China is such beautiful country that is known for The Great Wall, rich culture, intelligence, but also it’s no nonense Communist Party who keep all of its citizens on a short leash. When it comes to strict governments, China might top the charts. Don’t believe it? Check out the strange and seemingly harmless things they have banned.
In 2009, just as Facebook was gaining a lot of popularity, China decided it was nothing but trouble and banned it from the country. The ban could be due to riots that broke out, government censorship, or protection of domestic companies. China has its own social media platform that actually has more users than Facebook, but it is highly censored and controlled.
Facebook isn’t the only social networking site than isn’t allowed in the country. The government knocked out Twitter too. Thousands of websites cannot be viewed within the Great Firewall of China, but social media sites like Twitter and Facebook draw special attention from the censorship project operated by the Communist government.
This new app has taken over mobile phones with cute, hilarious, or sometimes straight up bad pictures that only last for a few seconds. However, Chinese people are unable to access this fun and seemingly harmless app. The Chinese government has chosen to keep many Western firms out giving domestic tech companies time to develop their own software, networks, and apps.
If you want to hit up some casinos and try to win big while in China, think again! Beijing outlawed gambling in 1949, and casinos aren’t allowed to operate in China. The only gambling allowed is two state-run lotteries. The laws are so strict even advertising nearby casinos in other countries is forbidden.
“Green Eggs And Ham”
The beloved children’s book by Dr. Seuss is not allowed within the borders of China. In 1965, The People’s Republic of China decided they did not like the book on the account of its portrayal of Marxism. Marxism is an economic and social theory stating that there should be no social classes. The ban was lifted when Dr. Seuss died in 1991.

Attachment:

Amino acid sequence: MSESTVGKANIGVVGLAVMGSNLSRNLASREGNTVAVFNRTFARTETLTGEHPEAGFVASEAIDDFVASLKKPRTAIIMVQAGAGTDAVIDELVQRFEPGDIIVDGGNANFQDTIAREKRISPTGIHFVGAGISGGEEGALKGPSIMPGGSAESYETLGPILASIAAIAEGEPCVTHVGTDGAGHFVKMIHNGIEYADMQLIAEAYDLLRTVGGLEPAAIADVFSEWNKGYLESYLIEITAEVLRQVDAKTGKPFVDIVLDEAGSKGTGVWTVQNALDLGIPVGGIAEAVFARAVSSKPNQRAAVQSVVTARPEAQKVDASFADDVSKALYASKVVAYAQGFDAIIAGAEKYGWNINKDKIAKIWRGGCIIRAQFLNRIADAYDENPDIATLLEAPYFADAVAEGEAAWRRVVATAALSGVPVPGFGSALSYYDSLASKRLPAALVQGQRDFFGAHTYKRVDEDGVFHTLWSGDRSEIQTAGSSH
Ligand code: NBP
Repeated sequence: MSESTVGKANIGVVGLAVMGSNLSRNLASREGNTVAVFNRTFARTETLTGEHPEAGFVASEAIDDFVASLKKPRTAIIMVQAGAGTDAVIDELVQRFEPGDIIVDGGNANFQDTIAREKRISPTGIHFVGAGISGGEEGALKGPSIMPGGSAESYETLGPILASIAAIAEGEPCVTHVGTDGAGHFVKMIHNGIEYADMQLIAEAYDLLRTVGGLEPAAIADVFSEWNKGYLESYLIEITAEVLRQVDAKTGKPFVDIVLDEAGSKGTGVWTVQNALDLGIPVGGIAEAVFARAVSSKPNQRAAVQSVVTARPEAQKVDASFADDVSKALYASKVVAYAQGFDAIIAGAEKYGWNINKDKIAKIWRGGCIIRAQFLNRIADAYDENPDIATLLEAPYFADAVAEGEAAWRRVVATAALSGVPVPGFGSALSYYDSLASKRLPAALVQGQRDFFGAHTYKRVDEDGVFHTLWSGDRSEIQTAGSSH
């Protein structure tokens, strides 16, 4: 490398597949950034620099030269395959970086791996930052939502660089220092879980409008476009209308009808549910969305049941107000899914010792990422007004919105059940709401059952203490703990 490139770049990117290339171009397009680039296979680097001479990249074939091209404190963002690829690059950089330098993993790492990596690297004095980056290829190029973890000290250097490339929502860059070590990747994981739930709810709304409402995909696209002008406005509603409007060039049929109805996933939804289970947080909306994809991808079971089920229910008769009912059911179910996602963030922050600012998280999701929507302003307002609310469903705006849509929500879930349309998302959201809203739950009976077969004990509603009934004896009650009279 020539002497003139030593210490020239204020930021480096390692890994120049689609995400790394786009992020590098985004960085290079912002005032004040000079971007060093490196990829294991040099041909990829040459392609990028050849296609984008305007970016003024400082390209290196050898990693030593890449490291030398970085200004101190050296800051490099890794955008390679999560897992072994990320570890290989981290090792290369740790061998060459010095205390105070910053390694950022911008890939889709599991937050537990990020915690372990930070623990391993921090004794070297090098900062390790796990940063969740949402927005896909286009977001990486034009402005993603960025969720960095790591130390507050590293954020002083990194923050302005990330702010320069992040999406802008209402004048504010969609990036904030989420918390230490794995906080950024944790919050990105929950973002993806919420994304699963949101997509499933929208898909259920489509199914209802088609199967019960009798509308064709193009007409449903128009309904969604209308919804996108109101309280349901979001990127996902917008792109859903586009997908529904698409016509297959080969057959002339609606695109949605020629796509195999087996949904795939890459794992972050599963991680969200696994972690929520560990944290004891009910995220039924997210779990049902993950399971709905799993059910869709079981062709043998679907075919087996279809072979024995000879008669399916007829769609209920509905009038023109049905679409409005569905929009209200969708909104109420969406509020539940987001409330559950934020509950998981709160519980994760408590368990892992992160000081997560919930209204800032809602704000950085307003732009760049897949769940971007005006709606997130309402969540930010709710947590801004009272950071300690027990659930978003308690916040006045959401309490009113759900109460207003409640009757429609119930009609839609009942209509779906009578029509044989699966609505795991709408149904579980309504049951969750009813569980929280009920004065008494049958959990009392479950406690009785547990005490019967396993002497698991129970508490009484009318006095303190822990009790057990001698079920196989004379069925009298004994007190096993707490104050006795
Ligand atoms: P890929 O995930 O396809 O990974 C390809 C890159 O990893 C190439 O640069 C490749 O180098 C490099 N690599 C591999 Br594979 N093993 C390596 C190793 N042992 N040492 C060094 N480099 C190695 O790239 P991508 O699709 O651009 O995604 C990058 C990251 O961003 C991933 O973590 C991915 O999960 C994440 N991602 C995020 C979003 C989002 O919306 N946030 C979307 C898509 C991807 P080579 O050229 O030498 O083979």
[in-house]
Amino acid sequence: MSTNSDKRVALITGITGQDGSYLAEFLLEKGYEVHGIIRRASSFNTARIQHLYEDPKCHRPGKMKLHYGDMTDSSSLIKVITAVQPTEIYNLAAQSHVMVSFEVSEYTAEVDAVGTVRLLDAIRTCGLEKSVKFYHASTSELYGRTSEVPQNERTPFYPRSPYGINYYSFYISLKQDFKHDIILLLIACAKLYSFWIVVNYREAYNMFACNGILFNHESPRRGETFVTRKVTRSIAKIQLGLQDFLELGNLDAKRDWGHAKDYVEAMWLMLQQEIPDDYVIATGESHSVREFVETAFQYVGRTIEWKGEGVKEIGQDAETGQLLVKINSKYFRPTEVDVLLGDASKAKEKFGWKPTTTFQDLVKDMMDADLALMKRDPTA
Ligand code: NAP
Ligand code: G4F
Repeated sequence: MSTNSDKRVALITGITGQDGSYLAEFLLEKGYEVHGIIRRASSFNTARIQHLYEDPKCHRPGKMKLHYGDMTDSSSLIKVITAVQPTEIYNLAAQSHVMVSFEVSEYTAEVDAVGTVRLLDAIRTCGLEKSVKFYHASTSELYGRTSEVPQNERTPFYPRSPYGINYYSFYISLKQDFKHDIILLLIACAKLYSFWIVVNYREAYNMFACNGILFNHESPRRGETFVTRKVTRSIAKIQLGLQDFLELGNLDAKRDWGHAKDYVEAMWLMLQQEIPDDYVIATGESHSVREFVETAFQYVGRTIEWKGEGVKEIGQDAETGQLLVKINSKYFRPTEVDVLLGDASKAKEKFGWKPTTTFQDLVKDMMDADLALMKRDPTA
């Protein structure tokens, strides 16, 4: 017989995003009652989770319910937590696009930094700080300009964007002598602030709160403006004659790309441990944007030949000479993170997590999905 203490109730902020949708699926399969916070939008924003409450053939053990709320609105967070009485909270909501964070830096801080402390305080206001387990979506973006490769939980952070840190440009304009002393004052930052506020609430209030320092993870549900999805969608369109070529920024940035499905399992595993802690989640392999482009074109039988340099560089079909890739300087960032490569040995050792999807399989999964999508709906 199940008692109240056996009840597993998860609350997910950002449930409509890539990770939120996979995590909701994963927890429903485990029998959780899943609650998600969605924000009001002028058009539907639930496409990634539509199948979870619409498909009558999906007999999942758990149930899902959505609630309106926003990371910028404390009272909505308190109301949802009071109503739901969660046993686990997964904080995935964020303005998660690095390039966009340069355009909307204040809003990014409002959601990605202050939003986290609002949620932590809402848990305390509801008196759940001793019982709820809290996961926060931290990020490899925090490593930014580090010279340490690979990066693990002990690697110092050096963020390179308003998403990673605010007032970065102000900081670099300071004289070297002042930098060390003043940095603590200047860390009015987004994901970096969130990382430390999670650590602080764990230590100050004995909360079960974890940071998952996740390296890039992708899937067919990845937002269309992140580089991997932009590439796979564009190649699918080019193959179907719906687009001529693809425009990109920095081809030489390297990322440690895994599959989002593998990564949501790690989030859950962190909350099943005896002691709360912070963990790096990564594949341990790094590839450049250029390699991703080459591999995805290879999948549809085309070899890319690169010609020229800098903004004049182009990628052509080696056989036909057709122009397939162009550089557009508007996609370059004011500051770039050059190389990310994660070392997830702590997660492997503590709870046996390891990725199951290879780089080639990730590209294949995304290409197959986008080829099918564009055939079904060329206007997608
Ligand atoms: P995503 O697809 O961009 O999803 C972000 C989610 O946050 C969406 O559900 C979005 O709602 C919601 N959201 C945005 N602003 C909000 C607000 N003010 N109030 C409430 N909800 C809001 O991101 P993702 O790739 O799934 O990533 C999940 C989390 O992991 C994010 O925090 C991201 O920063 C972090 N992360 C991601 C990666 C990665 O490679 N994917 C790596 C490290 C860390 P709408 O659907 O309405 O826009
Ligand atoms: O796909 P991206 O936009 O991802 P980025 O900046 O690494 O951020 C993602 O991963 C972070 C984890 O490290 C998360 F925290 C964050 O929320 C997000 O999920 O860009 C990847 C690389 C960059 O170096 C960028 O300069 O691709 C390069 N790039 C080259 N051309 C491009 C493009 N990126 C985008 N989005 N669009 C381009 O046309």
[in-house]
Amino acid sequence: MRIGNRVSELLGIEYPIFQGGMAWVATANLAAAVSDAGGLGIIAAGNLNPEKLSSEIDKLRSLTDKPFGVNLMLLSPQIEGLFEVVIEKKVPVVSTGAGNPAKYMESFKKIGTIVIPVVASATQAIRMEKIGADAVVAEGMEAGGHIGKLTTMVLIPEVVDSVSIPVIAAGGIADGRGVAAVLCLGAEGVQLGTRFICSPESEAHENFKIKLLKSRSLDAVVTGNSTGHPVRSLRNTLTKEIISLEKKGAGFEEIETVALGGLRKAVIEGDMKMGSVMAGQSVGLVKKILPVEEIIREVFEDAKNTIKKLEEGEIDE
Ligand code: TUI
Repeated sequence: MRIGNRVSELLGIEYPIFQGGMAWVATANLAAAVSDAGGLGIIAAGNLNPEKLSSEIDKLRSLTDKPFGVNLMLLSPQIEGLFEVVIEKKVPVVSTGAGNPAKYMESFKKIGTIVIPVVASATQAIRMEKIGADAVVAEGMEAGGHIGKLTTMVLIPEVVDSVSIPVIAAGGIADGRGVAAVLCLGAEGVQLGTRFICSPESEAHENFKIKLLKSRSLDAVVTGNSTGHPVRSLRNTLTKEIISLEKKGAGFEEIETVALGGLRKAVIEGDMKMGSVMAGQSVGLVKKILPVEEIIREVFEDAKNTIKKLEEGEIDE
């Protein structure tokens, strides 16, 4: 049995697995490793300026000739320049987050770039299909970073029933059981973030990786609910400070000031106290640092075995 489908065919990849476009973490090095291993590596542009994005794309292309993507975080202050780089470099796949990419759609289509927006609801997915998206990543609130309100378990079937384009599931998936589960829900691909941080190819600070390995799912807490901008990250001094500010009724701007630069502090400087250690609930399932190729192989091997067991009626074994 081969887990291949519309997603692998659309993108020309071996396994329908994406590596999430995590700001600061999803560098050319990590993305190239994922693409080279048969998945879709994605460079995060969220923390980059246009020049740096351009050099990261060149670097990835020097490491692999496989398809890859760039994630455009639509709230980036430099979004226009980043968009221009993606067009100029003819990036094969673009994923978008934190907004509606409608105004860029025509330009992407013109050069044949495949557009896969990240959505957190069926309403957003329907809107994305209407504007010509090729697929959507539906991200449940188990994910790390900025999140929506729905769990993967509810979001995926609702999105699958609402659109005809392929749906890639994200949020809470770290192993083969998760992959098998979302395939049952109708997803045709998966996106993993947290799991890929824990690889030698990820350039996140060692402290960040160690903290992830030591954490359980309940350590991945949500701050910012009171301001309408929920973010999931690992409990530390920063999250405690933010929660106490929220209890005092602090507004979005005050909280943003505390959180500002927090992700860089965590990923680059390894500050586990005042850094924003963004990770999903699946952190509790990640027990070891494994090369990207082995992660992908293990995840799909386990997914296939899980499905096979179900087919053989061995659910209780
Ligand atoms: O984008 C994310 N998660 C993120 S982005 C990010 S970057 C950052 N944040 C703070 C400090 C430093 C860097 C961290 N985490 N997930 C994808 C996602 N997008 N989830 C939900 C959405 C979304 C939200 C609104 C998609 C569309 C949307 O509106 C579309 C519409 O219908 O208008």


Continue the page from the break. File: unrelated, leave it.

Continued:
“Alice in Wonderland”
Another classic piece of children’s literature is banned in China. While Lewis Carroll’s imaginative tale came under criticism in America for the portrayal of drug use and political satire, China doesn’t like the tale because the animals talk. When animals use the human language, it apparently puts animals and humans on the same level, which is obviously disastrous.
The Internet for Military Personnel
In 2010, The Communist Party’s Military Commission came out with a large set of Internet regulations. These strict rules ban online dating or seeking romantic partners, friends, or jobs through online media. Military people cannot go online in a local café, and they cannot open websites, homepages, or blogs. These restrictions were put in place to prevent people from leaking military secrets.
The Chinese Communist Party is worried a dainty little flower could ruin their whole operation. After the “Jasmine Revolution” in Tunisia in 2011, the government has blocked anything to do with the flower. You cannot sell it, hold it, sing about it, or even say it.
There are quite a few famous people that are the opposite of stars in China. The government has a very low tolerance when it comes to supporters of The Tibetan Independence Movement. Harrison Ford and Richard Gere cannot enter the country after they expressed their support for Tibet. Brad Pitt is banned simply for starring in the movie “Seven Years In Tibet.”
After two weeks of great success in China, the movie, “Avatar” was banned because it was becoming too popular and taking away from the successes of domestic films. However, only “Avatar” in 2D is banned, Chinese people can still enjoy the movie in 3D.